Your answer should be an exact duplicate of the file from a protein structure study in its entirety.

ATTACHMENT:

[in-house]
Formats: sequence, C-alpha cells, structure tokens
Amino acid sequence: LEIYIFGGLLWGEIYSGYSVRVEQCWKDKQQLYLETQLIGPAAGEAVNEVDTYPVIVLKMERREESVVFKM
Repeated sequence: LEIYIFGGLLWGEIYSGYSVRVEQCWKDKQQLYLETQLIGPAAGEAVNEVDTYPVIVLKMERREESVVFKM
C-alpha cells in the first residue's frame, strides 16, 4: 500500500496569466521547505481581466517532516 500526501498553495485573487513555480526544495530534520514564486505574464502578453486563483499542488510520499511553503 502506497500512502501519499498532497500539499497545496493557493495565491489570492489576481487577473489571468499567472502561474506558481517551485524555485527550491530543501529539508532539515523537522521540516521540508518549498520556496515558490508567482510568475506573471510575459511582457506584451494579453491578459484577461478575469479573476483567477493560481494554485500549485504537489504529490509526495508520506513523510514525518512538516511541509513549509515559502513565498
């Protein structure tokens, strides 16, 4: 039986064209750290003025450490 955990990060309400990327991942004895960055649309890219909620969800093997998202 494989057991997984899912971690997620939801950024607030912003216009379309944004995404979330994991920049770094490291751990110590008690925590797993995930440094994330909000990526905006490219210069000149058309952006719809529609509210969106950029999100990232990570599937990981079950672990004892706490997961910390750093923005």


[in-house]
Formats: sequence, C-alpha cells, structure tokens
Amino acid sequence: LEIYIFGGLLWGEIYSGYSVRVEQCWKDKQQLYLETQLIGPAAGEAVNEVDTYPVIVLKMERREESVVFKM
Repeated sequence: LEIYIFGGLLWGEIYSGYSVRVEQCWKDKQQLYLETQLIGPAAGEAVNEVDTYPVIVLKMERREESVVFKM
C-alpha cells in the first residue's frame, strides 16, 4: 500500500496569466521547505481581466517532516 500526501498553495485573487513555480526544495530534520514564486505574464502578453486563483499542488510520499511553503 502506497500512502501519499498532497500539499497545496493557493495565491489570492489576481487577473489571468499567472502561474506558481517551485524555485527550491530543501529539508532539515523537522521540516521540508518549498520556496515558490508567482510568475506573471510575459511582457506584451494579453491578459484577461478575469479573476483567477493560481494554485500549485504537489504529490509526495508520506513523510514525518512538516511541509513549509515559502513565498
């Protein structure tokens, strides 16, 4: 039986064209750290003025450490 955990990060309400990327991942004895960055649309890219909620969800093997998202 494989057991997984899912971690997620939801950024607030912003216009379309944004995404979330994991920049770094490291751990110590008690925590797993995930440094994330909000990526905006490219210069000149058309952006719809529609509210969106950029999100990232990570599937990981079950672990004892706490997961910390750093923005």